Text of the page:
Tuesday, 11 June 2019

Ceisteanna (339)

Fiona O'Loughlin

Ceist:

339. Deputy Fiona O'Loughlin asked the Minister for Justice and Equality his plans to commission existing CCTV cameras on motorways for the detection and prevention of crime. [23658/19]

Amharc ar fhreagra

Freagraí scríofa (Ceist ar Justice)

The resources provided by Government to An Garda Síochána have reached unprecedented levels, with an allocation of €1.76 billion for 2019. Very significant capital investment is also being made, including investment of €342 million in Garda ICT infrastructure between 2016 and 2021; and investment of €46 million in the Garda Fleet over the same period.

As the Deputy will appreciate, in accordance with Section 26 of the Garda Síochána Act 2005 as amended, the Garda Commissioner is responsible for managing and controlling the administration and business of An Garda Síochána. Further, the allocation of Garda resources is a matter for the Commissioner, in light of identified operational demands. I understand however that Garda management keeps the distribution of resources under continual review in the context of crime trends and policing priorities so as to ensure their optimum use.

CCTV systems installed for the purposes of crime prevention and as aids to policing in areas to which the general public routinely have access fall into two distinct but complementary categories, namely Garda CCTV systems and community-based CCTV systems. Neither may be established without authorisation by the Garda Commissioner, among other requirements.

Garda CCTV systems are established and maintained in areas or at locations decided upon by the Garda authorities.

Community based CCTV schemes are governed by section 38(3)(c) of the Garda Síochána Act 2005 and the Garda Síochána (CCTV) Order 2006 (SI No 289 of 2006). This legal framework requires that any proposed community CCTV scheme must:

- be approved by the local Joint Policing Committee,

- have the prior support of the relevant local authority, which must also act as data controller, and

- have the authorisation of the Garda Commissioner.

This is the legal basis for all community CCTV schemes, regardless of how they are funded.

The Programme for a Partnership Government commits to supporting investment in CCTV systems at key locations along the road network and in urban centres. This commitment is being progressed in a number of ways, including in particular through a grant-aid scheme administered by my Department to support local communities meeting the statutory requirements for community based CCTV and who wish to install systems in their localities, including access roads to their localities where necessary and appropriate.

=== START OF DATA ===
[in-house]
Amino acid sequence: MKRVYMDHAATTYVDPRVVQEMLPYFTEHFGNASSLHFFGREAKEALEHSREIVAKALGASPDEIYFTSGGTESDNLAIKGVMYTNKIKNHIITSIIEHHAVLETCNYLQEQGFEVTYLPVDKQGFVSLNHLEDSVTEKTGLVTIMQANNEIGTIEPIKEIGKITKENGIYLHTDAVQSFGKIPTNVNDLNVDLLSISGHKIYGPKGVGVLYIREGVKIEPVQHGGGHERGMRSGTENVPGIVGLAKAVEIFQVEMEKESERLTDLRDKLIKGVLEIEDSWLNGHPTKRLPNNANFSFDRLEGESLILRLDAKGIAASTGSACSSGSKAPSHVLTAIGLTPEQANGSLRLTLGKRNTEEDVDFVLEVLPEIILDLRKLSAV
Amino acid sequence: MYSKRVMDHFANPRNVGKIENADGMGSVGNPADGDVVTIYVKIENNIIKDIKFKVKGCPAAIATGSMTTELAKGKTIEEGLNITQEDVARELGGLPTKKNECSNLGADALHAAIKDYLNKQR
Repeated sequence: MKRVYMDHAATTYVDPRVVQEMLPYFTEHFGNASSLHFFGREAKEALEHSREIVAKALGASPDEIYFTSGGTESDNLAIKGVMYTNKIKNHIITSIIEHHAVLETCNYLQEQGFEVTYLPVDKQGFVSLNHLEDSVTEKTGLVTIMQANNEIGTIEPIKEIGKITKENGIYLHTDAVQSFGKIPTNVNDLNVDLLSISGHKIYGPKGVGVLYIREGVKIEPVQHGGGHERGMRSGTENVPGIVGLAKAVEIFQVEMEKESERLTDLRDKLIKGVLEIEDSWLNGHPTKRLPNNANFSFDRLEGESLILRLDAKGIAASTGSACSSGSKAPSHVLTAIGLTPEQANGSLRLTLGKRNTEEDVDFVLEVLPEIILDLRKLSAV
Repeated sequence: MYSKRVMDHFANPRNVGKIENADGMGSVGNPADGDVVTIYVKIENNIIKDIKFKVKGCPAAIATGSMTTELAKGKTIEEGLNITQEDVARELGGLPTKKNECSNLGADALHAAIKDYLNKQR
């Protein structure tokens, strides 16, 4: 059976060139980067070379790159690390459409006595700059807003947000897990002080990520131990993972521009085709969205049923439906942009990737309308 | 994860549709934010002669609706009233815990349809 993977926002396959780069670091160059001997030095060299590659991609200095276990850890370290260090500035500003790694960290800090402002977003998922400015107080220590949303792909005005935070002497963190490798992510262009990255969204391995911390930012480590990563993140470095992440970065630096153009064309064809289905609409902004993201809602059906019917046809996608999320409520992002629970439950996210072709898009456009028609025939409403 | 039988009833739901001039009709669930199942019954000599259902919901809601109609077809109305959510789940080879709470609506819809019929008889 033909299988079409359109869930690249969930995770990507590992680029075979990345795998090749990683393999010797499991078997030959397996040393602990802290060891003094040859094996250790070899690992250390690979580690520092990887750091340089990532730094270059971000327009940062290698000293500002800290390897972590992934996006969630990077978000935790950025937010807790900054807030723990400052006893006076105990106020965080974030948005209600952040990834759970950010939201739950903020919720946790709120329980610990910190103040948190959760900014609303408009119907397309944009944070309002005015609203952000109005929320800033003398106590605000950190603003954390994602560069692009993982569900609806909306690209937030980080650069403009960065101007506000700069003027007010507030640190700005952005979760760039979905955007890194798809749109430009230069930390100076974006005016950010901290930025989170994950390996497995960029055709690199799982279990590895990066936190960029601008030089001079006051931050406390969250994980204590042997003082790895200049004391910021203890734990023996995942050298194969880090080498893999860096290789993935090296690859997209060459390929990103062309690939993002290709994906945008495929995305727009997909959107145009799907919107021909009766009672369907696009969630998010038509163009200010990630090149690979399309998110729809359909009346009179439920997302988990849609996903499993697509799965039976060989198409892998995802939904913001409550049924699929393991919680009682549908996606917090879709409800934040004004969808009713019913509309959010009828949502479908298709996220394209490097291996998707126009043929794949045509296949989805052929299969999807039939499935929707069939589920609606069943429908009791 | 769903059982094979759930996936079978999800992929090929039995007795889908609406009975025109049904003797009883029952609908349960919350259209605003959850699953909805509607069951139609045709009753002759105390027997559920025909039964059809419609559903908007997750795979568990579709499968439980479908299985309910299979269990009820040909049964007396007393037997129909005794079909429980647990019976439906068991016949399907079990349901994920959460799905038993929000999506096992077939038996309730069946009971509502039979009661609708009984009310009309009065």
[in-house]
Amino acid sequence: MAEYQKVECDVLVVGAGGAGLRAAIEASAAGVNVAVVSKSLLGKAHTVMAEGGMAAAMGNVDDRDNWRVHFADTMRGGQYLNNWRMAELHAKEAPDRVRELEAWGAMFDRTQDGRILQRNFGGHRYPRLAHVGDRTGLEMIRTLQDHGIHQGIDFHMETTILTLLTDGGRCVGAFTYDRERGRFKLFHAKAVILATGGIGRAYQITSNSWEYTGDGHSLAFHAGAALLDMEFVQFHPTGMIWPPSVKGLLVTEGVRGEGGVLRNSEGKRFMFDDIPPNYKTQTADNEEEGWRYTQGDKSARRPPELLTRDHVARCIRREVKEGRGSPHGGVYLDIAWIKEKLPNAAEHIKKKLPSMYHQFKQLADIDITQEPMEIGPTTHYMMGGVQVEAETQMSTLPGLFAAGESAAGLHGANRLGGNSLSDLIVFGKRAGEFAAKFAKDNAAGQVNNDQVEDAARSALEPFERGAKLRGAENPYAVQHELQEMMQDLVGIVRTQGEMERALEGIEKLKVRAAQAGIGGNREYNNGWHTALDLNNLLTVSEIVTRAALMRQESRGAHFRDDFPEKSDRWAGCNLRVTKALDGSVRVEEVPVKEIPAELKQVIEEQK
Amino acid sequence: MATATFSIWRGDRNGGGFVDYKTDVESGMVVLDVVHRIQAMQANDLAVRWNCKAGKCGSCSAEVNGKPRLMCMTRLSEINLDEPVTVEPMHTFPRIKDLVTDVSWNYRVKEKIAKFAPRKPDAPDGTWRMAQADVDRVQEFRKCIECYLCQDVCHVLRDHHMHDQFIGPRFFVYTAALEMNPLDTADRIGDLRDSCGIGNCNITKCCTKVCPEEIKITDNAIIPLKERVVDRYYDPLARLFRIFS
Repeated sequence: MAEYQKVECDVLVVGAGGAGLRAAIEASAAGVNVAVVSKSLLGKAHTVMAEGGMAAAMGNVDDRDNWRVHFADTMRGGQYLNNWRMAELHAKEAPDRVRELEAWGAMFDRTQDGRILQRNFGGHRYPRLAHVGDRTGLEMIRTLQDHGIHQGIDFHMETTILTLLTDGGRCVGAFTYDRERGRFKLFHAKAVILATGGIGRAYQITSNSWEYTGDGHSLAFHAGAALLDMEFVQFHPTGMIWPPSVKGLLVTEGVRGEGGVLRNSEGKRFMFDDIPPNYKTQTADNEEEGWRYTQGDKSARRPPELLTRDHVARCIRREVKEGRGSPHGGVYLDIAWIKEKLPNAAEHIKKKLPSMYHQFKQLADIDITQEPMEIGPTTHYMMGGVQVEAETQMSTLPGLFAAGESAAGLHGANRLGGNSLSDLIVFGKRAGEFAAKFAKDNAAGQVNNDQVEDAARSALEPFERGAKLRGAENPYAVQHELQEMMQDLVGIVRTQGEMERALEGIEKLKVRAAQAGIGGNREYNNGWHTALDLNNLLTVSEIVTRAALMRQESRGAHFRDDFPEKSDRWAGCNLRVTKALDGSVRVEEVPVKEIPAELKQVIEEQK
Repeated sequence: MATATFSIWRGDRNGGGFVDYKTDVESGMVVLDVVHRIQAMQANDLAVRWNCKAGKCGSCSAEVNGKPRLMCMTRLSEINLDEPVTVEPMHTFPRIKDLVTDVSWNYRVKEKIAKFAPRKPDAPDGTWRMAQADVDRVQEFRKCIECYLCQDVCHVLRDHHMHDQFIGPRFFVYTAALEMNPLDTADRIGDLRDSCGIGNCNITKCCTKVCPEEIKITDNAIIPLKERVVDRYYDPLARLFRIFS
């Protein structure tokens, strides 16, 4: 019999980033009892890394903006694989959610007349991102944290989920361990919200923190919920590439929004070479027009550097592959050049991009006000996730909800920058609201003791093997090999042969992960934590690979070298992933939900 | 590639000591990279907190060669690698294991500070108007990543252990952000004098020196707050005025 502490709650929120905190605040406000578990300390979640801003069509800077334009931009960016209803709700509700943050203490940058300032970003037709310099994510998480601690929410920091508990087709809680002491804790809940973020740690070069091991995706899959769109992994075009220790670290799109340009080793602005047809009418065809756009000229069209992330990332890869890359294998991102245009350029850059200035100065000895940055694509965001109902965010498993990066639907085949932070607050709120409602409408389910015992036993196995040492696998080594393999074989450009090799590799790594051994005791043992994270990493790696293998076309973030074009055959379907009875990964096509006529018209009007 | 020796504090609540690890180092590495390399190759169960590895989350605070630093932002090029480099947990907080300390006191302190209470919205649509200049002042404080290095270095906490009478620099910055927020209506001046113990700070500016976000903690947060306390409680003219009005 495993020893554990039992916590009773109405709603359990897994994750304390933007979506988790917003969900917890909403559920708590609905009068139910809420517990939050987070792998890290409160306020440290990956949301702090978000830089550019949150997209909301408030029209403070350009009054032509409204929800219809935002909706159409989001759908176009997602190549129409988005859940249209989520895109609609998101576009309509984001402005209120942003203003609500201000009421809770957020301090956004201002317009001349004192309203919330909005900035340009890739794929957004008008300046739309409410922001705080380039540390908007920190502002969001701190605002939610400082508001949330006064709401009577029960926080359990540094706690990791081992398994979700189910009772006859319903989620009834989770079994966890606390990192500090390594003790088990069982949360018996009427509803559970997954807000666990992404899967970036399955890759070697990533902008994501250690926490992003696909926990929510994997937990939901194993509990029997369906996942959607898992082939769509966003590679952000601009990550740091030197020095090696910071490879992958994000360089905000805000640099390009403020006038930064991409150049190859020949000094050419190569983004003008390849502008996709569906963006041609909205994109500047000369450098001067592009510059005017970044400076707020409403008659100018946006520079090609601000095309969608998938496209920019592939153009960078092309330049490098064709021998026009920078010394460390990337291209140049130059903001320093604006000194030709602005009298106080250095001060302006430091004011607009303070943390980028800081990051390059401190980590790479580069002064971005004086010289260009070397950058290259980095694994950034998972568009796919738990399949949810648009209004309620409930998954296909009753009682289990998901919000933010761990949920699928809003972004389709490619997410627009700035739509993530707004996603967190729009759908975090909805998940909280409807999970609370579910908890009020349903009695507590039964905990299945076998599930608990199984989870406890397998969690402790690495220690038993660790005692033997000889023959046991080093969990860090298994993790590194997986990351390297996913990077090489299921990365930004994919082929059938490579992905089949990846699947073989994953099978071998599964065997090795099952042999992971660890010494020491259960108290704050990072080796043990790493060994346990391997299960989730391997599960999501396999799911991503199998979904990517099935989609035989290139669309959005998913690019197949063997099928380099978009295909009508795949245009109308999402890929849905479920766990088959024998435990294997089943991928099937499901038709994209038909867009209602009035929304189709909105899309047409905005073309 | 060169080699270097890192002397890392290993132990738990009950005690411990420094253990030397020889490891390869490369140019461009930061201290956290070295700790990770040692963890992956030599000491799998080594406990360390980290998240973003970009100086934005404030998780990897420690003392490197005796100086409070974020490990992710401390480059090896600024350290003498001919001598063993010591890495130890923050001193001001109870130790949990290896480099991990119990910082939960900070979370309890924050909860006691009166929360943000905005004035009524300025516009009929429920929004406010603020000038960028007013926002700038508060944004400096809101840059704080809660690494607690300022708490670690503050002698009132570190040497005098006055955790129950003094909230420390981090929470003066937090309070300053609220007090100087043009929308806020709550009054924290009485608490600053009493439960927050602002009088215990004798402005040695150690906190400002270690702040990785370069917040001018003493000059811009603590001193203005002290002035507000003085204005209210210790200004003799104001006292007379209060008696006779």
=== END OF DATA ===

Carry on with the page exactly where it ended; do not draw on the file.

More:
Eligible community groups can apply for grant-aid of up to 60% of the total capital cost of a proposed CCTV system, up to a maximum grant of €40,000. Full details are available to download from my Department's website www.justice.ie and support and guidance is available to help interested groups to apply for this funding through a dedicated email address communitycctv@justice.ie I encourage any interested groups to make contact with my officials for further assistance.

I am informed by the Garda authorities that the majority of the CCTV systems on the motorways are controlled by Transport Infrastructure Ireland (TII) and operated on their behalf by the Motorway Traffic Control Centre. More generally, the Deputy may wish to be aware that the Programme for a Partnership Government also recognises that Gardaí must have the modern technology and resources necessary to detect and investigate crimes, and to prevent loss and harm to citizens and their property on a 24/7 basis. In support of this commitment, €342 million is being invested in Garda ICT infrastructure between 2016 and 2021 to enable An Garda Síochána to utilise appropriate technologies in delivering professional policing and security services for the community and €46 million is being invested in the Garda fleet over the same period, to ensure that Gardaí can be mobile, visible and responsive on the roads and in the community to prevent and tackle crime.

I can also confirm that Automatic Number Plate Recognition (ANPR) technology is fitted in a number of official Garda vehicles which are allocated around the country and used on a daily basis to assist in the prevention and detection of crime, particularly on our roads network.